That’s because his character Fred proposes that the topic of his paper will be “The Decline of Decadence”: “Take the flit movement in literature, or homosexuality. It’s gone completely downhill. Right down the tubes. Before, homosexuality was something refined, hidden, sublimated, aspiring to be the highest forms of expression and often achieving them. Now it just seems to be a lot of muscle-bound morons running around in T-shirts. It’s pretty disillusioning.” Violet then asks him, “Are you gay?” “Not especially, but in another era, it would have had more appeal. Now, I just don’t see the point,” he tells her.

“I even asked Whit for a reading list,” Brody said. “Some of the stories I had read before: Evelyn Waugh’s Scoop, Tolstoy’s Childhood, Boyhood, and Youth, Jane Austen’s Persuasion. I felt like I was going to college, though, and I was inspired to read even more. I was expecting to have all these discussions with Whit like my character does in the movie, and none of that happened. I mean, we had some later, but not on the shoot. There was no time. But it wasn’t necessary to understand all of his philosophical musings to play the part. He’s just operating on a much higher level.”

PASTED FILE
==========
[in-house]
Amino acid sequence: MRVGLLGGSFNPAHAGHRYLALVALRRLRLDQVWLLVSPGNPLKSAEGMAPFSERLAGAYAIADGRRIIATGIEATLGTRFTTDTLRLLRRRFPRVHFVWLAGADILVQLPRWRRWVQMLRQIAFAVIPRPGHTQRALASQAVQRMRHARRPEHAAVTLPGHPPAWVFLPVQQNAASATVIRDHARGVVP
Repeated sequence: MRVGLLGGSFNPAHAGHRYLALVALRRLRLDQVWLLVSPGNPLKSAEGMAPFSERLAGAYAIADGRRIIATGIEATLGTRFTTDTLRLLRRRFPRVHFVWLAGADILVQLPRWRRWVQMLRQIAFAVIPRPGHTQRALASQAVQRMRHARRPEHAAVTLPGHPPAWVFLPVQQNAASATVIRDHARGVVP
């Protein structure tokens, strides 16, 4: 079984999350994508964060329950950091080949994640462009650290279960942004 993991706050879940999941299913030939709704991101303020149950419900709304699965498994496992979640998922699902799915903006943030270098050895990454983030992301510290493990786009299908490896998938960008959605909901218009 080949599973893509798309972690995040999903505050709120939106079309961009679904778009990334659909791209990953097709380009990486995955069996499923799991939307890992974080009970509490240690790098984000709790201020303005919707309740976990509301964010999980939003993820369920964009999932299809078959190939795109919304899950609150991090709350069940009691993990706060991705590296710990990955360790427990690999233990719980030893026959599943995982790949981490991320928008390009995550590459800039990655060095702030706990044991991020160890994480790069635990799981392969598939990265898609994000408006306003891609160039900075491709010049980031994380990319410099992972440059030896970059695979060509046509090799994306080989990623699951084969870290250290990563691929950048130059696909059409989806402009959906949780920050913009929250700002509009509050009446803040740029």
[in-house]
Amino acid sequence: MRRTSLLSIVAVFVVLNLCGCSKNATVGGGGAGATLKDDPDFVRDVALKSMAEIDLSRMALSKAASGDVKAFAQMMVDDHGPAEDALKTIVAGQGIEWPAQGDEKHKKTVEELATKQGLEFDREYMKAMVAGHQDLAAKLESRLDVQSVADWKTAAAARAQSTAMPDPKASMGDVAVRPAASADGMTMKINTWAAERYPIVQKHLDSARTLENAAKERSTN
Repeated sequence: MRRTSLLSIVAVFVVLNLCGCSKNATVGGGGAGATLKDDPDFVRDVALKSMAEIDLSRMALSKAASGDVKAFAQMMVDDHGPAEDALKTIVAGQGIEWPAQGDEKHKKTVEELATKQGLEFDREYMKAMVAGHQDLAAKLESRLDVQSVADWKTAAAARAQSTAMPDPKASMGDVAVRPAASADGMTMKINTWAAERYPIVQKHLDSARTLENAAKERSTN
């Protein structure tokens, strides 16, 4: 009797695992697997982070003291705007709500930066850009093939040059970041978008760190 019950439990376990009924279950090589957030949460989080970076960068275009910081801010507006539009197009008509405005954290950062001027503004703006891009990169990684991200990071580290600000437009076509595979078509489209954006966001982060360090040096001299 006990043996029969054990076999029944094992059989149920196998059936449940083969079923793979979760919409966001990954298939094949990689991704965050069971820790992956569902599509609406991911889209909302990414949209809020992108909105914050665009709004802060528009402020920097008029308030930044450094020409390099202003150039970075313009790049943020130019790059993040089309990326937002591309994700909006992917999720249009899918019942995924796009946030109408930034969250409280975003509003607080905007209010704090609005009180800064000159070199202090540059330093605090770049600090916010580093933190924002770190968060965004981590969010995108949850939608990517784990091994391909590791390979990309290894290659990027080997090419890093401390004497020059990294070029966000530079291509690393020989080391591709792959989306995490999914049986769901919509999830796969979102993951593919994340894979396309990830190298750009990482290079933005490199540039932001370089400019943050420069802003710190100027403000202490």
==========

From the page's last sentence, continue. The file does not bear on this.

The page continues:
Despite the discussions of homosexuality and sodomy in the script, Brody said everything on and off set was kept very “chaste” — no cursing allowed. “When Whit found out I was doing [the “Deep Throat” movie] Lovelace, he said, ‘Oh no. I hope you’re not doing any nudity,'” the actor said. “Yes, he just wrote a movie that has anal sex, but that’s a ruse — it’s more a quest for a higher spirituality, if that’s possible.”

Brody compared “Damsels” to “The Last Days of Disco,” “when you had a character doing coke and sleeping with a stripper”: “Yes, there’s a club scene, and it’s a sexually charged atmosphere with drugs everywhere, but they have a philosophical discussion. They’re relentlessly upwardly mobile.”